SingPass users and security experts want more levels of protection, following yesterday's news that more than 1,500 accounts could have been accessed illegally.
Many SingPass users said they were concerned at the scale of the tampering, given that the password system allows citizens access to some 340 e-government services, and thus, a trove of personal information.
Several have asked why the Infocomm Development Authority (IDA) did not incorporate secondary levels of authentication for services that require SingPass logins, to make it tougher for non-authorised access.
"We rely on technology heavily these days, and the ability to access government services is very vital, not less than that of access to our banking accounts," said transport planner Alan Neo, 29, who uses SingPass to manage his national service (NS) account.
"No system is impregnable, but bringing extra security measures like secondary authentication to the SingPass system would be welcomed."
Advertising executive Benjamin Yue, a 26-year-old who uses his SingPass primarily to manage his taxes, said users "entrust the Government to have safe levels of security to effectively monitor these sticky situations". "I would be very worried if someone else accessed my account... it's a breach of privacy," he said.
Security experts like Mr Ng Kai Koon, director of government affairs (Asia-Pacific and Japan) at Symantec Corp, suggested the IDA add a process called two-factor authentication (2FA) - a standard protection for e-banking here - to more SingPass platforms with confidential data.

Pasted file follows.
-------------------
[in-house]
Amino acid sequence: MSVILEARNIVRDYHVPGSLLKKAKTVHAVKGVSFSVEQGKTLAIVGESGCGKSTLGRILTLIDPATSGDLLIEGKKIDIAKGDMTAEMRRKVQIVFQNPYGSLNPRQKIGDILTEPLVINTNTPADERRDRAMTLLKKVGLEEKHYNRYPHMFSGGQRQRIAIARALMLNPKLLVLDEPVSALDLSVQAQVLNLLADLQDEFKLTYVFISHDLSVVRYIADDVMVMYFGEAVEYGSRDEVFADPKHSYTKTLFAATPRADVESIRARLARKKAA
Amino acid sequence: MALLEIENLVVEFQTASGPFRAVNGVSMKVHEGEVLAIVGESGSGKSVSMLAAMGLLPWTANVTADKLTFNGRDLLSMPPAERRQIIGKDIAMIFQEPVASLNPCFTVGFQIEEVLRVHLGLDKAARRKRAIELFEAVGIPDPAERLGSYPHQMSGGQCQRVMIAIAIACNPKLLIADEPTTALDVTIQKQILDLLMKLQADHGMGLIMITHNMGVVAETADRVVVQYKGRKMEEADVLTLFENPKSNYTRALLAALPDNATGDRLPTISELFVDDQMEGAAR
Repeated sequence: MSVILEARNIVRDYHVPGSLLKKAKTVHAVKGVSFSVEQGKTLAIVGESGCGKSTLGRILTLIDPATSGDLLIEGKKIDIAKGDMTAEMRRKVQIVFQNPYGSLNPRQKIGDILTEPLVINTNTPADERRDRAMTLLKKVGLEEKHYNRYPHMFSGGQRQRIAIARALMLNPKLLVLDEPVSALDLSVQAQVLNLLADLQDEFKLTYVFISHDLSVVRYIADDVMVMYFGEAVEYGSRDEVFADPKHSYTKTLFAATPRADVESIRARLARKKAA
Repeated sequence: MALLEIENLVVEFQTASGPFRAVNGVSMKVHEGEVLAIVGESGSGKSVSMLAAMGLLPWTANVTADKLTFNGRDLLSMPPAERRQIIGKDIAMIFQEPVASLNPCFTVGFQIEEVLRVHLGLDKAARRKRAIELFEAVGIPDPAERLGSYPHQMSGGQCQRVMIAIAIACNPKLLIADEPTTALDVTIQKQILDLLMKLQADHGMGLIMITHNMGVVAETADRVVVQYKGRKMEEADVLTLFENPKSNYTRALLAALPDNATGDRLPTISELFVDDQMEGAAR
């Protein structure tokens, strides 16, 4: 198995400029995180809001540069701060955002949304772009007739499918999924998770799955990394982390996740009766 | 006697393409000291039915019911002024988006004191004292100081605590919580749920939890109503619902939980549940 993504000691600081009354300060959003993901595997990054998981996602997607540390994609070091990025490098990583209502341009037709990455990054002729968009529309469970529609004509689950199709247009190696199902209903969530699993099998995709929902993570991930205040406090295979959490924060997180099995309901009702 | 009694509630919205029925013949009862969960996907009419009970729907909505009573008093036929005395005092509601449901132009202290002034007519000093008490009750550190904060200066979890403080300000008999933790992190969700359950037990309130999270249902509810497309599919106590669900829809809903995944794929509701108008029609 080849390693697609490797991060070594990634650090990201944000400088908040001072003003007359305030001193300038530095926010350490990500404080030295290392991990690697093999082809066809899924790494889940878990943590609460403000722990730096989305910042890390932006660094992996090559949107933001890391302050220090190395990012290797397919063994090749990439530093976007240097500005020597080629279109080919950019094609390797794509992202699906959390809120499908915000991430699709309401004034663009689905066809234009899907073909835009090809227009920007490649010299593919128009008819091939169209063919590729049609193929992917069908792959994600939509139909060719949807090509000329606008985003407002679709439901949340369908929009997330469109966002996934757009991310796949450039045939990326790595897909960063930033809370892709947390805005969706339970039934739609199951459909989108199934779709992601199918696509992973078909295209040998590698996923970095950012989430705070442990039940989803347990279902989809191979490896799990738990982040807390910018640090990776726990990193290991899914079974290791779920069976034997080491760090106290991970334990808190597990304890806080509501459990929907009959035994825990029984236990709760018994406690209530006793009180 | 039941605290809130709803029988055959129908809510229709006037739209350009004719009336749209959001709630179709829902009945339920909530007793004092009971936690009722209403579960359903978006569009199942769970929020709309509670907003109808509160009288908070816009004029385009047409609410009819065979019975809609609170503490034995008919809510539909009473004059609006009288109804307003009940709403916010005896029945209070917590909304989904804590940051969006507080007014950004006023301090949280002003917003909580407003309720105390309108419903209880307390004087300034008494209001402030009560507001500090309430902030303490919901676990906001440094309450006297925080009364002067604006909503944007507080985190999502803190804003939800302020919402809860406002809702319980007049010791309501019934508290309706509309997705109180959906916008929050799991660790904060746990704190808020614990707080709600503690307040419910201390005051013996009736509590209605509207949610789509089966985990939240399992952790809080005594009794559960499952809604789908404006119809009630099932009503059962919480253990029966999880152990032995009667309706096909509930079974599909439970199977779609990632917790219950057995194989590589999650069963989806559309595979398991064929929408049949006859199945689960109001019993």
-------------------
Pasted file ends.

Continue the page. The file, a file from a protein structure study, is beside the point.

These could include access to Central Provident Fund (CPF) and NS accounts, he said.
"2FA is a good solution in ensuring a more secure system," said Mr Ng. "Even if the Government had restrictions in resources and time, we need to step back and think about the critical systems that need to be protected."
In the meantime, all users should take steps to strengthen their SingPass passwords and adopt "good cyber hygiene" - keying in passwords only on secure devices and networks and logging out from accounts, he added.
"SingPass is a critical system for Singaporeans and is used for quite a number of daily transactions, so certainly this is a good wake-up call to the users as well to take better care of their accounts," said Mr Ng.
Legal counsel Gabriel Gn will be changing his password to one that is harder to crack, "just in case". "I am very worried my account might have been hacked, as the fact that SingPass is so useful is also what makes it so dangerous," said the 28-year-old, who uses SingPass to check on his CPF monies and NS account.
He added that generally, Singaporeans have not been very exposed to Internet fraud: "We have been quite blessed in that sense."
This article was first published on June 04, 2014.
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